The ambition to create a simulacrum of a person, as human beings are said to have been created in the image of likeness of God, dates back as far as we can go in the surviving records of human imagination, appearing in different forms in cultures throughout the world. In our time, it has been a favorite theme of science fiction (as in Philip K. Dick's novel, Do Androids Dream of Electric Sheep?, the basis for the movie Blade Runner). Mary Shelley's Frankenstein has been perhaps the most resonant telling of this tale.
Now this age-old ambition has moved from the realm of fantasy and black magic to the realm of science, just as Mary Shelley foresaw. Consider, for example, the December 4, 1998 issue of the journal Science, which includes an article by Giulio Tononi and Gerald M. Edelman entitled "Consciousness and Complexity." Edelman, who received the 1972 Nobel Prize in Physiology or Medicine, is one of several Nobel laureates who have taken up the challenge of Consciousness Studies after making their mark in another field; among the others are Francis Crick, the codiscoverer of the structure of DNA, and the mathematical physicist Roger Penrose.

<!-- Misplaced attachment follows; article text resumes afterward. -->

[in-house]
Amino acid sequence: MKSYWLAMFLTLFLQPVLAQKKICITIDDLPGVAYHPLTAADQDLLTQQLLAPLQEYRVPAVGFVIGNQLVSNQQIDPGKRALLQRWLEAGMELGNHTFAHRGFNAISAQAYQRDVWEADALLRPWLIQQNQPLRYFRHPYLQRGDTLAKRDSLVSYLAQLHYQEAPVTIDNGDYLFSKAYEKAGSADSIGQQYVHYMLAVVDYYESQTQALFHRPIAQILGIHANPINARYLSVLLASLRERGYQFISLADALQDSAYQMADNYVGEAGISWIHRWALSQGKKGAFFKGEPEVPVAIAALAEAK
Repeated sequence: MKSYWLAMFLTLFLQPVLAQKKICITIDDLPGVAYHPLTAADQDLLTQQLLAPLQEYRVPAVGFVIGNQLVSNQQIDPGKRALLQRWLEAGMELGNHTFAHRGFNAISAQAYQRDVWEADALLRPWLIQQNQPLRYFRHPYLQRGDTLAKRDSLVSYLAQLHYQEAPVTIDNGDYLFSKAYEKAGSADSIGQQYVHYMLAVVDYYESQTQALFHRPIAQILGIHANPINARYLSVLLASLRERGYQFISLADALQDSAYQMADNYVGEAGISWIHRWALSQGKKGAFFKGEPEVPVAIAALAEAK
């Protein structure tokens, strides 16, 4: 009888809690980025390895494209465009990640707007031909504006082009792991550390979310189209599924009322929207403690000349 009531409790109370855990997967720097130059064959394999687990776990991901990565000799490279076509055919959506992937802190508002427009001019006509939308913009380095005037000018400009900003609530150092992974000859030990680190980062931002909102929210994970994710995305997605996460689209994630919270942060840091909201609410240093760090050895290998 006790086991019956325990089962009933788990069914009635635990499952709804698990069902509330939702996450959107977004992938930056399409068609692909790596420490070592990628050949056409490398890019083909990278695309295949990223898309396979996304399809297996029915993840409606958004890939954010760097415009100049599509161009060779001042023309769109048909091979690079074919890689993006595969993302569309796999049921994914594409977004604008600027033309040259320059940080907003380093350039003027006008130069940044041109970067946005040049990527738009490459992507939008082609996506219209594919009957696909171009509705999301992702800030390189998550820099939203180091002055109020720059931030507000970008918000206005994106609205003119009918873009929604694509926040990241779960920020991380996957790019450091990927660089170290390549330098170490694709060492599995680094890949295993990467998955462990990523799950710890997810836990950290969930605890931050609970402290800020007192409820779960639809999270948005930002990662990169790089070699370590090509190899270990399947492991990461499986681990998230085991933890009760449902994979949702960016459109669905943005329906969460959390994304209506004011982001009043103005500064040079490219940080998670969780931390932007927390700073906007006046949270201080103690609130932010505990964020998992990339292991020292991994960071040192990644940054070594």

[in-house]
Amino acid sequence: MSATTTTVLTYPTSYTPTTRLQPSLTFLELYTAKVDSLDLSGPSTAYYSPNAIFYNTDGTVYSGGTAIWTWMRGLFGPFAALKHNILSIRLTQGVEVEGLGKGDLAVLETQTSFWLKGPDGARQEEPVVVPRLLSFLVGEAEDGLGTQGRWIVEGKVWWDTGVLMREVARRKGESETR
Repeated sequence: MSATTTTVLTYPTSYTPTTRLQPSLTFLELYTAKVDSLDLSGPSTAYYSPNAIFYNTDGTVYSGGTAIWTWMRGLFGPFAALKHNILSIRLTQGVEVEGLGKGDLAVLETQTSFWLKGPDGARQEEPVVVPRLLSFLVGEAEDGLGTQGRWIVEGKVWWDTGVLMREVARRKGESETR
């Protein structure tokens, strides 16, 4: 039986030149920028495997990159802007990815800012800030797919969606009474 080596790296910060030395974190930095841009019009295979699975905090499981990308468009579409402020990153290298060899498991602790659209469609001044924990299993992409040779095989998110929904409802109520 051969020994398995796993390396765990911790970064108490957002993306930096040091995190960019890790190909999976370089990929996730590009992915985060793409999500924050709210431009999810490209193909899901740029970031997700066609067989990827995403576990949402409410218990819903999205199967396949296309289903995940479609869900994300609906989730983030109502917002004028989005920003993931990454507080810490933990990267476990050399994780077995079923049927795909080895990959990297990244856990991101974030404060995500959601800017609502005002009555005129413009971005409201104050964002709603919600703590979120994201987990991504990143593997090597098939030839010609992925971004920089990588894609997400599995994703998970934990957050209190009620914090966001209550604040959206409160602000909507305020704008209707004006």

In fact, over the last fifteen years or so, there has been an extraordinary surge in the study of consciousness. In part this can be attributed to advances in neuroscience. And in part, no doubt, it reflects the lure of a formidable challenge, for consciousness has notoriously resisted scientific explanation. But another factor at work is the desire to disprove, once and for all, the traditional understanding of the human person which, in Western culture, has been deeply influenced by Christianity.
The concluding sentence of Tononi and Edelman's article states that "The evidence available ...1
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